Consequences should be harsh for everyone

Stuti Upadhyay

Ever since I was in first grade, my teachers have been reminding me and the rest of my class not to cheat. It’s the usual talk, the one we’ve all heard a million times: “You’re only cheating yourself. It’s not worth it. It’s morally wrong.” Usually, as soon as the cheating talk starts, I zone out. As students, we’re all constantly exposed to cheating, and we’ve been exposed to cheating for years. At this point, it doesn’t seem like that big of a deal.

Because of this, it’s always a shock when teachers actually do catch someone cheating, and the consequences seem unreasonably harsh. An automatic zero. A letter to your parents. A talk with your teacher or admin. A black mark on your transcript. A lot of the times, the consequences seem extreme to us because students understand better than anyone how hard other students work.

Many times people cheat when the circumstances are dire. You need a high A on the test to get an A in the class. You were out all of yesterday for a baseball tournament. You have three different tests on the same day. So, for the longest time, I thought that schools were way, way too harsh about cheating and not nearly understanding enough about what students go through.

It wasn’t until sophomore year of high school that I realized that what my teachers had been saying all along was true. Cheating is really bad. And it’s really not worth it.

10th grade, for me and a lot of my peers, was quite the jump from freshman year. We were struggling, and I felt like I was drowning in the waves of the infamous MVHS pressure and competitiveness. Everyone was constantly talking about, fretting about and cheating for grades, and since many people were struggling, the conversations often turned bitter.

Till about halfway through sophomore year, I had never really blatantly cheated, but I would sometimes tell my friends about difficult test questions or listen if someone was talking about a test. One day, before a physics test that I needed a good grade on and was apparently quite hard, I decided I was done. I could ask for hacks and maybe do a little better, but I would only stress myself out even more. Instead, I decided to trust my abilities, and I haven’t remotely cheated since. When people asked me how hard the math test was or what was on the literature quiz, I would say nothing but a mellow “it’s fine” or “don’t worry about it.” And conversely, I stopped asking people about tests completely. Yes, I still cared a lot — too much, to be honest — about my grades. But I realized that cheating doesn’t make much of difference grade-wise anyway, and I was just so sick of constantly worrying about my grades.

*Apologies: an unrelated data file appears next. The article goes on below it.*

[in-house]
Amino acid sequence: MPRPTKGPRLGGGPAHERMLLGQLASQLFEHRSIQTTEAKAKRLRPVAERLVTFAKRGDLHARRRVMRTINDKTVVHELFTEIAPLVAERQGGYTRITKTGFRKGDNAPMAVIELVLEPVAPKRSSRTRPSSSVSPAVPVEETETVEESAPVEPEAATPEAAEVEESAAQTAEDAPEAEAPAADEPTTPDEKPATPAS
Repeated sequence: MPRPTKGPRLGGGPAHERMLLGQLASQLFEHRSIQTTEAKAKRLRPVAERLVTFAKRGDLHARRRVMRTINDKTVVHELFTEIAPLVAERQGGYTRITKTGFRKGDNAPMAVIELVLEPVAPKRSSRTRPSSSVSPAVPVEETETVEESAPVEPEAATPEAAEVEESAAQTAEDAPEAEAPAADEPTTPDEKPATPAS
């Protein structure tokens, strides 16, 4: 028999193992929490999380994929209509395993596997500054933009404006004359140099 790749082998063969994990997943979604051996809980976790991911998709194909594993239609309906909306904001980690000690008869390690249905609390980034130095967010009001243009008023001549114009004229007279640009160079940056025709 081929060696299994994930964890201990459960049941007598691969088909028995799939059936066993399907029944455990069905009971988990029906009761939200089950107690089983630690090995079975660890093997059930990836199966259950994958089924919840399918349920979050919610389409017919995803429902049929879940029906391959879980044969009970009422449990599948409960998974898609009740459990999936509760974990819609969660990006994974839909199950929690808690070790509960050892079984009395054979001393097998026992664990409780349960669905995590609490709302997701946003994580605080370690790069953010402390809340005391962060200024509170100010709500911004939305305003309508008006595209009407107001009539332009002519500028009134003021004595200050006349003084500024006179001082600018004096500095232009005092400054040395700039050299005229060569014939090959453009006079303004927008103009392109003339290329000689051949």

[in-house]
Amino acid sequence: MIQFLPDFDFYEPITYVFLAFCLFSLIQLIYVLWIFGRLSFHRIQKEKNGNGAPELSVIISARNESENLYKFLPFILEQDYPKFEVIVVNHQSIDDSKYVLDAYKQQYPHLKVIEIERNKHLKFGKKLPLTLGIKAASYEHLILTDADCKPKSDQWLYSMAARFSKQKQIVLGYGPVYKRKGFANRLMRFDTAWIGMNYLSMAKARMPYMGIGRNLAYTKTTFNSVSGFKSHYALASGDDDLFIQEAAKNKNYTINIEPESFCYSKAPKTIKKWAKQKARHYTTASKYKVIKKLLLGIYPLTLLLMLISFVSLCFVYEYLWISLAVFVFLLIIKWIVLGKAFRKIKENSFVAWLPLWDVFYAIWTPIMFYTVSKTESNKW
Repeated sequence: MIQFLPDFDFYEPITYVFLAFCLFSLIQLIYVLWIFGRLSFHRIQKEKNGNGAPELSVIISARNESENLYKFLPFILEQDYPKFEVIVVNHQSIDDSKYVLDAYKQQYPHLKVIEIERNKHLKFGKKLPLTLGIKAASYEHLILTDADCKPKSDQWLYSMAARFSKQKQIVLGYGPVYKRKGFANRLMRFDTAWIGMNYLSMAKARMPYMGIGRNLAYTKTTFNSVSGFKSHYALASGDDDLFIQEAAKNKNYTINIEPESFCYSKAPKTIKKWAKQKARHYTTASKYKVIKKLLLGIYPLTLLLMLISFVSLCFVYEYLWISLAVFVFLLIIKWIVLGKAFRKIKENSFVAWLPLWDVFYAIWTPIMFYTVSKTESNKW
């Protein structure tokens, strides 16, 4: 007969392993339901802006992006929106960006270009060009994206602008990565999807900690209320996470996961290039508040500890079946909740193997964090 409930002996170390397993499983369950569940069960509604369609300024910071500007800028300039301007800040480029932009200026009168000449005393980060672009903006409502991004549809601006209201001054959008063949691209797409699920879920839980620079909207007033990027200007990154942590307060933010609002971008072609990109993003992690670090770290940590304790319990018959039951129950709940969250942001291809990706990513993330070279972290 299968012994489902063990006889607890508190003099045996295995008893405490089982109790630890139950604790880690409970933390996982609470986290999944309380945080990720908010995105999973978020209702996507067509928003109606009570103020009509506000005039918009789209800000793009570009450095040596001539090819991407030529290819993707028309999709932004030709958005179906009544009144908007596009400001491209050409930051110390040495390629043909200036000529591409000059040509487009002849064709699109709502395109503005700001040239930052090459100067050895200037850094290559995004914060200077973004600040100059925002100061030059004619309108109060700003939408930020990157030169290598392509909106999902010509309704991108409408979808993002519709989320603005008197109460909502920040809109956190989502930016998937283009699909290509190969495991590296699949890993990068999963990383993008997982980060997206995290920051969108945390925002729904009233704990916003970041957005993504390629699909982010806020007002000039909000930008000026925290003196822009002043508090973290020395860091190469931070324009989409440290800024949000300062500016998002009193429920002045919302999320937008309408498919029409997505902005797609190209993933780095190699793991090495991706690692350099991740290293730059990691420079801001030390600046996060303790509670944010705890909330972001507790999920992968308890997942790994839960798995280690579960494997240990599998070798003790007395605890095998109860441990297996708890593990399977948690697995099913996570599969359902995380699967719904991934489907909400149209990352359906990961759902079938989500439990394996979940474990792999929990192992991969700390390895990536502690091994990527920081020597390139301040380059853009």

It was only after I stopped cheating that I realized how much cheating can negatively affect students, teachers and the overall school environment.

Cheating drives wedges between students. It’s really not fair to the person in first period who studied hard to get a worse grade than someone who just asked for answers in sixth period.

Moreover, cheating ruins the accuracy of assessment. Although we often forget it at MVHS, tests aren’t just a large amount of points in the gradebook; they’re a way for teachers to understand how well their students are grasping concepts. If we just blatantly cheat on our assessments, we are actually misleading teachers and preventing them from improving the way they teach. Not to mention, the whole point of tests is to study and understand the concept, and cheating keeps us from working hard to really learn the material.

Not to mention, cheating is morally wrong. I can say for a fact that I am proud of myself for not cheating anymore, and I’m proud of myself for earning my grades through my own work (even if they’re not great grades). As a student, I want to be proud of myself when I get a good grade, and I can’t do that if my grade is courtesy of my friend in third period.

On a larger scale, cheating does nothing but worsen MVHS’ already overly academic environment. If we all stopped cheating, we could actually focus on learning rather than being purely grade-oriented. Devaluing those three extra points we could obtain from frantically grilling our friends at brunch will help us keep grades and their importance in perspective.

And because of the plethora of negative effects that come with cheating, it’s actually incredibly important that the consequences of cheating be equally harsh regardless of who cheated and what situation they’re in. Consequences are necessary to help students understand that cheating should not be taken as lightly as it currently is. And even though it may seem unreasonable to punish kids who are stressed or extremely busy, if it helps us students realize that a .4% grade boost is not worth compromising our character as people, then every consequence of cheating is worth it.